points to his NCAA column
as evidence of that. "But I’m not going to be a political pundit," he tells Ted Nesi
. "I’m not going to write about, you know, the Senate races and the presidential races – that’s just not what I view as kind of how my brain works." Q-and-A excerpts:
I’m totally excited about [doing an op-ed page column]. It’s a change for me because I’ve never written anything that short before in my life – my previous column, as you know, was literally twice as long – and [the new op-ed page column is] also twice a week. But I wanted to do it the old-fashioned way. I wanted to prove that I could write short, write twice a week, and bring business – as opposed to economics – to the op-ed page.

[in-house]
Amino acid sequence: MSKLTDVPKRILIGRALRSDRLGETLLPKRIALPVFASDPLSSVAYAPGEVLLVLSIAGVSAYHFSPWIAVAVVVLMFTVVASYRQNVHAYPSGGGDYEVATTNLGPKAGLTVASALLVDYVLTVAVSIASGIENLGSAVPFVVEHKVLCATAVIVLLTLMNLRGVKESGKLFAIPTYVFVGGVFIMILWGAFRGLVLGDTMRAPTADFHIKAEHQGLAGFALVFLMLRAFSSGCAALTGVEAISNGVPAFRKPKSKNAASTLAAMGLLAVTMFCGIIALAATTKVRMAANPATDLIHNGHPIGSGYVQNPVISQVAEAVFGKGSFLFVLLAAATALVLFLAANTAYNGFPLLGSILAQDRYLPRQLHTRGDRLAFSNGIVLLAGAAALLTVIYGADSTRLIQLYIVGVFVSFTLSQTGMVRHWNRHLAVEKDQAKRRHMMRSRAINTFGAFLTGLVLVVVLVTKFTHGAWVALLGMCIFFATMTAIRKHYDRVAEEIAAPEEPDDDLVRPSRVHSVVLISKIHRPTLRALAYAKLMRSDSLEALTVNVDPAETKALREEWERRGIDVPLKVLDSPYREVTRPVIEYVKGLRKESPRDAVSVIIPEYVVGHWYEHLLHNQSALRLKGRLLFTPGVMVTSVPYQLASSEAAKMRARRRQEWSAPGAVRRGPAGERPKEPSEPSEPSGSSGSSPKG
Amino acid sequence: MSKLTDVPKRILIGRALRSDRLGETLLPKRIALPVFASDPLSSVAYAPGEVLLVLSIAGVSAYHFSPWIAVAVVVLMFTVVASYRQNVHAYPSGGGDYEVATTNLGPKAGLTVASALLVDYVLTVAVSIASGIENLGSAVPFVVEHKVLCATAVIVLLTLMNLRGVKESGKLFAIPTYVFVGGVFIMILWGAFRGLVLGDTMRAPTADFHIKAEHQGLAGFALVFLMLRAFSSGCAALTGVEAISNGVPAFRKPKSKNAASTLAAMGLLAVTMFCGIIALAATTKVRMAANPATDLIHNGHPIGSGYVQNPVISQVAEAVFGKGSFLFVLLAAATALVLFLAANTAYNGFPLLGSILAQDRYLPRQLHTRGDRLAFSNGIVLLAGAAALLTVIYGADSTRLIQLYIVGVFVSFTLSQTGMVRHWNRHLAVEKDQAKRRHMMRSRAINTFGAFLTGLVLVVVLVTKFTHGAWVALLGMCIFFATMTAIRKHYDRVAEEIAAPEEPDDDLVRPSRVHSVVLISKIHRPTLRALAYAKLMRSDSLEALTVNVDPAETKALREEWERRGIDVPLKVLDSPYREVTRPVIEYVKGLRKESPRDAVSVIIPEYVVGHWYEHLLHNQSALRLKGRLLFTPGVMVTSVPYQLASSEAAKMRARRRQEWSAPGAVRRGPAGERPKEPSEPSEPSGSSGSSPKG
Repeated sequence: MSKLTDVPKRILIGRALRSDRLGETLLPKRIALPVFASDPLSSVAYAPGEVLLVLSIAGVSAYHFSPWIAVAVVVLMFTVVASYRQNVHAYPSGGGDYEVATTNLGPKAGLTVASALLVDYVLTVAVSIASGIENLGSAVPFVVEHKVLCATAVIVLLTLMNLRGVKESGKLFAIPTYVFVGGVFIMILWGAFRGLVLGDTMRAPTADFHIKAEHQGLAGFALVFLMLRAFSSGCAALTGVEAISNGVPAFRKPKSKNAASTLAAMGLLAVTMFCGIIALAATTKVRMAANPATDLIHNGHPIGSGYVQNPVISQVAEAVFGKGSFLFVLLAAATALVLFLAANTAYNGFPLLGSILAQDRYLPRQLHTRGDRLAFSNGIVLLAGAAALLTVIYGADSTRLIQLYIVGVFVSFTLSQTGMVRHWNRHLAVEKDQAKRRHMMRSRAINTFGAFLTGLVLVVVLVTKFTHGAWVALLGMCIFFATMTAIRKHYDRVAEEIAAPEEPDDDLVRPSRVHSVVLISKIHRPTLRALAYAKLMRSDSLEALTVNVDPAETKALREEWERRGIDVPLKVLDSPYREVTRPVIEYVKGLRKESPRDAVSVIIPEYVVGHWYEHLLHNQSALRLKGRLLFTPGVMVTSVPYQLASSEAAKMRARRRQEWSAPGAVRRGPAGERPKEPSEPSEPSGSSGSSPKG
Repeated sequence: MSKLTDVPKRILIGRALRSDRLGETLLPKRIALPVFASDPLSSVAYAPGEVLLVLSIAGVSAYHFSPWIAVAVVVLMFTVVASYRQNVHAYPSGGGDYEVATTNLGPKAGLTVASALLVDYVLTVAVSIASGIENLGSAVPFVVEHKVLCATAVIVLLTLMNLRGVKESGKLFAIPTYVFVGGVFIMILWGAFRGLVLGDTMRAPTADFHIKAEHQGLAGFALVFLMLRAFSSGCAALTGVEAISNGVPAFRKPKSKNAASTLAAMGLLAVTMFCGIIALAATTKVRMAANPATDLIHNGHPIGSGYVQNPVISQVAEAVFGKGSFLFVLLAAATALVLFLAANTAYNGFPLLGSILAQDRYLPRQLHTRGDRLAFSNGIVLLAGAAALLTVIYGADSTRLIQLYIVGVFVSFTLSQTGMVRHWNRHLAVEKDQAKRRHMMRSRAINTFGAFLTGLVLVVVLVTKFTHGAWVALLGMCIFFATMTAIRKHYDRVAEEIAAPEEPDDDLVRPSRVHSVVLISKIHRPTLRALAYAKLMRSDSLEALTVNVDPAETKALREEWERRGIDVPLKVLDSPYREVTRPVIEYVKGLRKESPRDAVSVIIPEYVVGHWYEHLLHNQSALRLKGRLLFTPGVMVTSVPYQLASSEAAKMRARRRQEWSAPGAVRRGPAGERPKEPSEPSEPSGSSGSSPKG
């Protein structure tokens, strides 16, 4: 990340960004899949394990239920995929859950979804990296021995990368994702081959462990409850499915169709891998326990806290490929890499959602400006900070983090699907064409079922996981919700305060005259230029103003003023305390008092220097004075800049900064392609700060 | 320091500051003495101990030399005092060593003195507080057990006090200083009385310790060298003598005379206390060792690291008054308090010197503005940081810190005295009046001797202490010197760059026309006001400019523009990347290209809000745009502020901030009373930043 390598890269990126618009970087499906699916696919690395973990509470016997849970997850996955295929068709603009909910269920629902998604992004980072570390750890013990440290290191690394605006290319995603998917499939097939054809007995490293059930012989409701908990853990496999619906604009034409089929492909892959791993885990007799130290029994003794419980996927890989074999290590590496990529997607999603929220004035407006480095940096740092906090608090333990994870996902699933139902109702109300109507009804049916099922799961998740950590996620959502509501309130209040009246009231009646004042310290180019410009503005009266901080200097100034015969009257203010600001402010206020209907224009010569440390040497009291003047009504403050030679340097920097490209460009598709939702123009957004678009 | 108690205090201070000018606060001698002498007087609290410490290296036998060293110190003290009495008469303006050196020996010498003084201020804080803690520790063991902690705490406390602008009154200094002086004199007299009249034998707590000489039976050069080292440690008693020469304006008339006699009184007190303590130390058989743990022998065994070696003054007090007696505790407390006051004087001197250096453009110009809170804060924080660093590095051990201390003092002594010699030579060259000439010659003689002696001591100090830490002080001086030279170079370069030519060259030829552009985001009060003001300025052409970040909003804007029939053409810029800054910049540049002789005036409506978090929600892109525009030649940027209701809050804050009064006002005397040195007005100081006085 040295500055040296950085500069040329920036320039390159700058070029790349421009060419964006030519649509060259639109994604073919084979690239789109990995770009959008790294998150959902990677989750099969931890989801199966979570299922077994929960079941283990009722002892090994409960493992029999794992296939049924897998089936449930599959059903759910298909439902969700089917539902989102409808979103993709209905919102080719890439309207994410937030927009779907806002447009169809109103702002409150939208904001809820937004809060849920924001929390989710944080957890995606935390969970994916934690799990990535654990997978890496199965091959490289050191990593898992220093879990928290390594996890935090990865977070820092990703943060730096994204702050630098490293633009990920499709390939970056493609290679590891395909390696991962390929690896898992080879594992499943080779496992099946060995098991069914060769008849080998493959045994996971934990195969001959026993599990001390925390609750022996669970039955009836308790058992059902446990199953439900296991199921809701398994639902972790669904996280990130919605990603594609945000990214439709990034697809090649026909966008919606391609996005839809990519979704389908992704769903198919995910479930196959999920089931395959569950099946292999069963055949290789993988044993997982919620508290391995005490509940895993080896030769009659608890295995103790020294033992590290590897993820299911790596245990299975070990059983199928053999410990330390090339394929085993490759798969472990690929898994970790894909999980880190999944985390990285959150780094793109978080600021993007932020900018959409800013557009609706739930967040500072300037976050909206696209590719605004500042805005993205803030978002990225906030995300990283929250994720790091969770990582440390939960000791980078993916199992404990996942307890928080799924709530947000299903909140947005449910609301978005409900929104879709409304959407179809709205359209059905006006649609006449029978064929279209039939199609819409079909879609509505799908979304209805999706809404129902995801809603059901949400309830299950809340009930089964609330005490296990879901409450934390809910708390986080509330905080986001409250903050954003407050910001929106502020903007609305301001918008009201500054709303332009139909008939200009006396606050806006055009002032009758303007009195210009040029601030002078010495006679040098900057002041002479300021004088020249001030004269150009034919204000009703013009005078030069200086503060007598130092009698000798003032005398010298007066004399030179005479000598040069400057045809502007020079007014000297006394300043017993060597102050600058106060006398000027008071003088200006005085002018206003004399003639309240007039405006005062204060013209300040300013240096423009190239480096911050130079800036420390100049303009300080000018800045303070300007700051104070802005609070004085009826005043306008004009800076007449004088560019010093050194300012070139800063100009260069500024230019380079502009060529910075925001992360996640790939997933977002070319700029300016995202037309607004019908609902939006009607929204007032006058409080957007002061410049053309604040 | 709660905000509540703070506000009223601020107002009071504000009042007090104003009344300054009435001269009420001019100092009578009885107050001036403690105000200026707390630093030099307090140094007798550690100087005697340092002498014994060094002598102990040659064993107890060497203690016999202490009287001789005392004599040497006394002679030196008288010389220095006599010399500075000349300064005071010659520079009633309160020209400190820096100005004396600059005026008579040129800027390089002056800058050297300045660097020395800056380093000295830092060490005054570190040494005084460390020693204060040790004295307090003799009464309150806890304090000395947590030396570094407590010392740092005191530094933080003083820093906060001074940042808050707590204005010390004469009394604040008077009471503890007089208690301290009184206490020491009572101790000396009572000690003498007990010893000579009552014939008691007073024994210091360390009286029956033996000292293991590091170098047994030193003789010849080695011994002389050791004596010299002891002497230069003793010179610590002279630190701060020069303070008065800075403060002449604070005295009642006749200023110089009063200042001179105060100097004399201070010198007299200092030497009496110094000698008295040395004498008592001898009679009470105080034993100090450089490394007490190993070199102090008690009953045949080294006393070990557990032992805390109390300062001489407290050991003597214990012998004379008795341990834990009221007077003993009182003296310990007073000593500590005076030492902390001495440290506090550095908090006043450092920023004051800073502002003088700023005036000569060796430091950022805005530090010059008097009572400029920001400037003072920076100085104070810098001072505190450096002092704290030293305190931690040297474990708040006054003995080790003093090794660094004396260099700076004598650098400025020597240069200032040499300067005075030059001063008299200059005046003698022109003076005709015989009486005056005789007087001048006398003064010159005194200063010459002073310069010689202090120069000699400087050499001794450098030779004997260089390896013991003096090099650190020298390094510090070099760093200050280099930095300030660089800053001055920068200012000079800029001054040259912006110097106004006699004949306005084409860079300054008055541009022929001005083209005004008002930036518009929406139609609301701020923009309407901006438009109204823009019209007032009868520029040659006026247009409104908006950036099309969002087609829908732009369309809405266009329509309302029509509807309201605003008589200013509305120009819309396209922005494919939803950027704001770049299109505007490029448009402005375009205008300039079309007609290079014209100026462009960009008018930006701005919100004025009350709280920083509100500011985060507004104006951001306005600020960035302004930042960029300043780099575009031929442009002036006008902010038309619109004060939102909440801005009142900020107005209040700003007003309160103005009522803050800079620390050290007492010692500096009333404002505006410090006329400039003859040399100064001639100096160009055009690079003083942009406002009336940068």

The Times, I think, has done – it’s a very interesting paywall. It’s a little bit porous, it’s a little bit flexible. But it does give people, regular readers, an incentive to want to pay for the thing. And I’m rooting for it.
I like the physical format of the paper, but I’m an old fuddy-duddy – I’m 58. I like seeing the choices editors make, page to page. During the day, I often love to look on the Internet or on my iPad to see updates. And in the evening, I often read the paper on the iPad, because I think it’s a beautiful way to read the paper.
More from the interview